Who is the National Commission on Energy Policy and why are they the bad guys?
[If readers know any of the NCEP commissioners listed at the end, I’d suggest sharing your thoughts with them on what useful role they might play in the clean energy and climate debate.]
Jason Grumet, a former campaign adviser to President Obama, said there is little reason for Boxer to try and set stronger emission targets when Obama opened this year’s debate calling for a 14 percent target by 2020.
“There’s not a lot of room to expect to move the legislative product more aggressively than the House,” said Grumet, the executive director of the National Commission on Energy Policy. “You have to ask how much value there is in pushing the bill. What does the advocacy community get by pushing farther to the left if there’s no sense they can sustain that outcome?”
So writes E&E News (subs. req’d) today. I guess Grumet has never heard of actually advocating emissions targets that are based on science (see “Is 450 ppm politically possible? Part 8: The U.S. needs a tougher 2020 GHG emissions target“).
Readers know I try to be as much a political realist as I am a climate science realist (see here and here), but Grumet’s argument falls apart on both grounds. I spelled out the scientific perspective from the Intergovernmental Panel on Climate Change on what the 2020 GHG target should be in the link above, which is unequivocal that we need to push for as strong a 2020 target as possible, ideally much stronger than the House Bill.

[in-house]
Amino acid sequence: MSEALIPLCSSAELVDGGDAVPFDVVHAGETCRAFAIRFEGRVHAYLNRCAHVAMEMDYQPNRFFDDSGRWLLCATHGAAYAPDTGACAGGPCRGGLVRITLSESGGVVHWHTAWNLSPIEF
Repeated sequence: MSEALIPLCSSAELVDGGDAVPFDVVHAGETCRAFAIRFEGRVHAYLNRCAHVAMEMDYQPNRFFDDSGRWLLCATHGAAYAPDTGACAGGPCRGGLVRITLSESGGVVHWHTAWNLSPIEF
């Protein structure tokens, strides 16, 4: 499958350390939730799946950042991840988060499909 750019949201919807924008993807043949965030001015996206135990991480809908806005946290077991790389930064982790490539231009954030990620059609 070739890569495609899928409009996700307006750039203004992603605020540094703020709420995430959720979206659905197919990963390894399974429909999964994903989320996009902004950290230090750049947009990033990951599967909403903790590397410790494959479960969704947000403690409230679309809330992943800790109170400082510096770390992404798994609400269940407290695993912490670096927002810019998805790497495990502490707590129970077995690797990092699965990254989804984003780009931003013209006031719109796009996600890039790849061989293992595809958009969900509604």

Grumet’s first political argument — that “Obama opened this year’s debate calling for a 14 percent target by 2020″ — simply does not withstand scrutiny. Since I expect it will be a common refrain in the fall, let me debunk it right now.
Yes, Obama campaigned on returning U.S. GHG levels to 1990 levels by 2020, roughly a 14 percent cut from 2005. But Obama has never to my knowledge proposed allowing any offsets to be used in place of those domestic emissions reductions — certainly not the whopping two billion offsets allowed in the bill. For the record, the IPCC science-based analysis says that offsets should be entirely additional to the 2020 target, not a substitute. Further, Obama never proposed anything like the strategic reserve in the House Bill, which acts as something like a price cap. Obama also proposed a full auction and, during the campaign, that we “Require 25 Percent of Electricity to Come from Renewable Sources by 2025.”